Mobile clinic provide sex workers with health care
Wednesday 2 June 2004
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SOUTH AFRICA: Mobile clinic provide sex workers with health care

JOHANNESBURG, 4 March (PLUSNEWS) - Mobile clinics for sex workers in Johannesburg's inner-city suburb of Hillbrow have had a positive impact on encouraging women to seek health care, according to research just released in South Africa.

Between 5,000 and 10,000 sex workers operate out of rundown Hillbrow, one of the most densely populated areas in the country.

According to a 1997 study of commercial sex workers in Johannesburg, 45 percent of the 247 tested in Hillbrow were HIV-positive. Most alarming was that those who had been sex workers for only three months displayed similar levels of infection to those who had been working for a year.

The Reproductive Health Research Unit (RHRU), a privately funded organisation affiliated to the University of the Witwatersrand, launched mobile clinics in 2000 which visited 12 Hillbrow hotels used by sex workers. The project has brought health care services directly to women who tended to avoid public facilities due to concerns over stigma and discrimination.

A team of nurses and community health workers offer basic treatment, awareness and education covering sexually transmitted infections (STI), and provide condoms to women working in the brothels. The clinics operate in rooms provided by the hotel management. A referral network was also established for social welfare needs.

All clinic attendees are interviewed, using a standard questionnaire, screened and treated for STIs, and given free male and female condoms. During a 15-month period, over 1,243 women were screened for STIs at least once, with about half of them presenting symptoms of an infection.

Hotel managers and staff have welcomed the presence of the clinic, which transformed the image of their establishments, and of the women who worked and lived there, the RHRU study said.

One of these women explained: "In some of the hotels, girls say clients are happy because if they attend the clinic, that means they are clean and looking after themselves... Most of them, when they look at you, they will say you look like you have AIDS, but I would tell them I couldn't be [positive], because there is a clinic at this hotel that I attend. We tell them that we are being checked and examined regularly, and you will see them being relieved, and some look happy when they hear that."

Sex workers displayed their clinic cards, and thus used the clinic to better "their status and remove the stigma associated with being a sex worker". The research indicated that this "rehabilitated image" of the hotels was having a meaningful effect on attitudes toward condom use and safe sex.

Sex without condoms contradicted the image of a "healthy brothel". An older sex worker suggested that the clinic actually encouraged men to use condoms. "When they learn about the clinic they can then see how serious ... STIs are, so they will make sure that we use condoms with them," she said.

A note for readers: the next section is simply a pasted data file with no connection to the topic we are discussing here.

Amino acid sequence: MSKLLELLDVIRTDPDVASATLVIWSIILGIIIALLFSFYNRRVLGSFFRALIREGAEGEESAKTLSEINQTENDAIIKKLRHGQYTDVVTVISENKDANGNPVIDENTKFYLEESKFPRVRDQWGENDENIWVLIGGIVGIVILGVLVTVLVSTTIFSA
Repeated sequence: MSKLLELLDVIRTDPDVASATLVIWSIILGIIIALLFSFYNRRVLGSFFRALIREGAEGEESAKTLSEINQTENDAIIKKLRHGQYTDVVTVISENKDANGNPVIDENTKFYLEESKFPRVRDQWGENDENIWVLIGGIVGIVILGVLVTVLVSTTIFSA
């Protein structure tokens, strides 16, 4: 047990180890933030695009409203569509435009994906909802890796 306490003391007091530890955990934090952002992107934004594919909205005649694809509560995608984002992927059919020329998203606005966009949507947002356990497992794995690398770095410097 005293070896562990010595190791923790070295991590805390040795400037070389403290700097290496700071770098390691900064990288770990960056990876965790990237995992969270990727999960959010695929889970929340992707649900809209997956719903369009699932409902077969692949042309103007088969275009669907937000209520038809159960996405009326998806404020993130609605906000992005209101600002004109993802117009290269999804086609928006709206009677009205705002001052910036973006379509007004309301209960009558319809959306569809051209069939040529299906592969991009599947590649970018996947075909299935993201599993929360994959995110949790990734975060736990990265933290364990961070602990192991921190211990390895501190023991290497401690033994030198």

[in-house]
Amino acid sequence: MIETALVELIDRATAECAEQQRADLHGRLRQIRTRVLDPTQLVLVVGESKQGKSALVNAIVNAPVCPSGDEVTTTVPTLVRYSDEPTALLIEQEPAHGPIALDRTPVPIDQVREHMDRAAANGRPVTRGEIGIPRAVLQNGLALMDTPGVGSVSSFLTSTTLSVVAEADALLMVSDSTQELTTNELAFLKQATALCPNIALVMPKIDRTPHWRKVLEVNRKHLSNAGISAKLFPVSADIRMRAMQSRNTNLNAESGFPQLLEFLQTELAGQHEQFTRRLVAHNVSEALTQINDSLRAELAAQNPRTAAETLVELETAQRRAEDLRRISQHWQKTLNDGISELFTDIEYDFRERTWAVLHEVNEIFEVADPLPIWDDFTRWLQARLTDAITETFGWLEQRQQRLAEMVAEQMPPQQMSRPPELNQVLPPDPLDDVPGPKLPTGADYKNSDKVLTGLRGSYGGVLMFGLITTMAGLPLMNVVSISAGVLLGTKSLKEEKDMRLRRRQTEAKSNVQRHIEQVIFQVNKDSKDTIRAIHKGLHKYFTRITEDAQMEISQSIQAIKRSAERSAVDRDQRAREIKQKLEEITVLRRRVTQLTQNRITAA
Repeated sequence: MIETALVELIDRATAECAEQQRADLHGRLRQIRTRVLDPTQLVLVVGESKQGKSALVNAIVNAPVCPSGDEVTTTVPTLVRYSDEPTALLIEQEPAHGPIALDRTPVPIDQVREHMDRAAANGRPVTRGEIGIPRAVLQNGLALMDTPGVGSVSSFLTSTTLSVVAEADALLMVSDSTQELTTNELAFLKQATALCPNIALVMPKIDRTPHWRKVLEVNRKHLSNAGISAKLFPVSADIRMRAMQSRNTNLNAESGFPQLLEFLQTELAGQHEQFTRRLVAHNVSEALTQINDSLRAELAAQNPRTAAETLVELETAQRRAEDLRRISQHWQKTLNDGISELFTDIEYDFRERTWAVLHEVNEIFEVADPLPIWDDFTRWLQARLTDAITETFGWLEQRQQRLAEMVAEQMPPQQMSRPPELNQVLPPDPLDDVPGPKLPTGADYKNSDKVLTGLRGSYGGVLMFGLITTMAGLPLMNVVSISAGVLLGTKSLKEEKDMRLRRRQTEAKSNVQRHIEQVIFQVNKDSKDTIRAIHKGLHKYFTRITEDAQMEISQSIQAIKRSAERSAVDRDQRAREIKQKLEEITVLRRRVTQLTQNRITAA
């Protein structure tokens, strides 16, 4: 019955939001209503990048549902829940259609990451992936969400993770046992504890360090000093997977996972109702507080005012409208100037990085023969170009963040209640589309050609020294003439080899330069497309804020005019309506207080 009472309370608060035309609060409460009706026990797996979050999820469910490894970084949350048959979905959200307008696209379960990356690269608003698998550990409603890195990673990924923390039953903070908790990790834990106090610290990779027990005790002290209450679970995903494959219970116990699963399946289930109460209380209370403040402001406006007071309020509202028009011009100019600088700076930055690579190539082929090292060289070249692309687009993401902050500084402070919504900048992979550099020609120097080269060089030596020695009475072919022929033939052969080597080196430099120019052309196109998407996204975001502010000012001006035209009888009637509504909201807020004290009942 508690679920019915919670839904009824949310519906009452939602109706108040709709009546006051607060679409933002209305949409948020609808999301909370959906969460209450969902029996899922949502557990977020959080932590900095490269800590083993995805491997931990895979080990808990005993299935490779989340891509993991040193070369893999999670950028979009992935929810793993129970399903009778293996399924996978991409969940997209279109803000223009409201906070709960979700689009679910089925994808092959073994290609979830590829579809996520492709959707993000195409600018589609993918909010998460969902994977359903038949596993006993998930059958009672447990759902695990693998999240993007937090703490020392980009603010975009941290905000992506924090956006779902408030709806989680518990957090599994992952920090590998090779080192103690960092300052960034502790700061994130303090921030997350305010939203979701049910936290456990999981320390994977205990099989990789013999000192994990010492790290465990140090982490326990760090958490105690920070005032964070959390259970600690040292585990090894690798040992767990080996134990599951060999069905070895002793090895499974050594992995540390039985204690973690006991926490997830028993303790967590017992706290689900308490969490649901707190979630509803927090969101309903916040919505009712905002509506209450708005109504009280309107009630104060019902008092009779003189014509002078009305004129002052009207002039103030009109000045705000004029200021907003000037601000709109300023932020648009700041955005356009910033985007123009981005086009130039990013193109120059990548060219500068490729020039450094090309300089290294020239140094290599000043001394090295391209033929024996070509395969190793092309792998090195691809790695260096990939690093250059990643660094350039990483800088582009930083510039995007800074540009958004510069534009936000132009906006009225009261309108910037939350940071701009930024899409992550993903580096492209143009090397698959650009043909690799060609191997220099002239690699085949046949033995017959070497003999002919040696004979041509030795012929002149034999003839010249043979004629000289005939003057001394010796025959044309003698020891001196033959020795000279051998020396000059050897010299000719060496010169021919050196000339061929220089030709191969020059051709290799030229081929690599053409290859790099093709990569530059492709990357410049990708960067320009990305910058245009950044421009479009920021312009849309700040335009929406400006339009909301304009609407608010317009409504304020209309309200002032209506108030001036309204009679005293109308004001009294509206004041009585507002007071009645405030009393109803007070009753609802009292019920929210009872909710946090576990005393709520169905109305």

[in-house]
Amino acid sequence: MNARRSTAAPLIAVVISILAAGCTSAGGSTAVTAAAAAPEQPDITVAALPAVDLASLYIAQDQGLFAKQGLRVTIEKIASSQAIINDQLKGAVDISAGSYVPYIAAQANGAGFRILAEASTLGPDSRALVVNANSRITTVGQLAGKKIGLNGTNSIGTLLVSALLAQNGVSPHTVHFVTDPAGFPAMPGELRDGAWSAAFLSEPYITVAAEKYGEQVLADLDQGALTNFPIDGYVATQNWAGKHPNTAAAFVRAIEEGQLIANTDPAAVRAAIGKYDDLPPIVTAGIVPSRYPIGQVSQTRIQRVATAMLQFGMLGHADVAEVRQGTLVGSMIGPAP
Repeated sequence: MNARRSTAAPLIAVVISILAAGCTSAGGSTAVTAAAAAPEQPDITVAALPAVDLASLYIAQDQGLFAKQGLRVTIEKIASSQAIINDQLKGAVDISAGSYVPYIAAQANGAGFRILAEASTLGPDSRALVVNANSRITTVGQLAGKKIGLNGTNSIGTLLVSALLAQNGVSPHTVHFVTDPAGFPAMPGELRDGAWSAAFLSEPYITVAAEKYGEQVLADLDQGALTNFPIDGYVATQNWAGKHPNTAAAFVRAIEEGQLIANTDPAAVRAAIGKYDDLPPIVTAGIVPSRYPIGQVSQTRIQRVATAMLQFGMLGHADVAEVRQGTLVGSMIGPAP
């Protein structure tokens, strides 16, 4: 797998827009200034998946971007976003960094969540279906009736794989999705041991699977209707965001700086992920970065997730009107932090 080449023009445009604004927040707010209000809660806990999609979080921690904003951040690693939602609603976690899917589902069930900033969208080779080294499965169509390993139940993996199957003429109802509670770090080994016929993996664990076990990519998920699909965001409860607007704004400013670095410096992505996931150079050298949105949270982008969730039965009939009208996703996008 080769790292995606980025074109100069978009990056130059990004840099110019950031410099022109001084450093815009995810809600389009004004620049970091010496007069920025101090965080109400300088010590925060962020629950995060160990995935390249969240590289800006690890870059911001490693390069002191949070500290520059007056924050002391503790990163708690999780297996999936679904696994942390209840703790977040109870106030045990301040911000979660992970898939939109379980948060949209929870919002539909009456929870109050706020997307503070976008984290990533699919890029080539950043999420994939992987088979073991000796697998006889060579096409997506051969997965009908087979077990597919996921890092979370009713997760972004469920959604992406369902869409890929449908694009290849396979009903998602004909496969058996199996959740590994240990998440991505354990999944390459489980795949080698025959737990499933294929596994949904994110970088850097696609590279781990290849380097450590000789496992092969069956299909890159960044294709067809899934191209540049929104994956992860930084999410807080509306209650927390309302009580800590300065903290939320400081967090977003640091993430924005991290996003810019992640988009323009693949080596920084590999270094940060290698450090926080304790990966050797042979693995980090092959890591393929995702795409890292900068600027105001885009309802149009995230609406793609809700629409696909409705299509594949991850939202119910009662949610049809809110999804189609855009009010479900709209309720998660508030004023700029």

"The intervention had an impact on the immediate context of sex work, and transformed the image of the hotels from sites of 'dirt and disease' into 'healthy brothels'. We suggest that the impact of the intervention was more meaningful at this level than at the individual level," Jonathan Stadler, senior researcher at the RHRU, told PlusNews.

The study concluded that clinical interventions promoted impressive short-term outcomes that were, however, difficult to sustain. "Public health interventions that address structural impediments to behaviour change are perhaps most effective," the report noted.

But the research also pointed out that although public health messages provide information and skills for negotiating safer sex, these were not always realistic for women who earned a living from prostitution.

"Sex workers do not seek health care from existing public services, due to negative experiences, inconvenient locations and hours of operation, and an overriding fear of public ridicule," Stadler confirmed.

Of additional concern was that public health facilities at the government-run Hillbrow clinic offered HIV testing without pre- or post-test counseling.

The project will continue in the same 12 hotels, with plans to expand pending funding.

For more details:


Recent SOUTH AFRICA Reports

Government says paediatric ARVs to continue, 1/Jun/04
New challenge in achieving adherence, 20/May/04
World Bank competition for implementable, innovative projects, 18/May/04
Study of HIV risk in children sounds alarm bells, 13/May/04
SAHARA conference opens, 10/May/04


The Global Fund to fight AIDS, Tuberculosis & Malaria
The Global Fund to fight AIDS, Tuberculosis & Malaria
Mothers and HIV/AIDS

PlusNews does not take responsibility for info in links supplied.


PlusNews is produced under the banner of RHAIN, the Southern African Regional HIV/AIDS Information Network. RHAIN's members currently include:


  • IRIN

  • Inter Press Service (IPS)



  • Health Systems Trust

  • Health & Development

  • GTZ/Afronets

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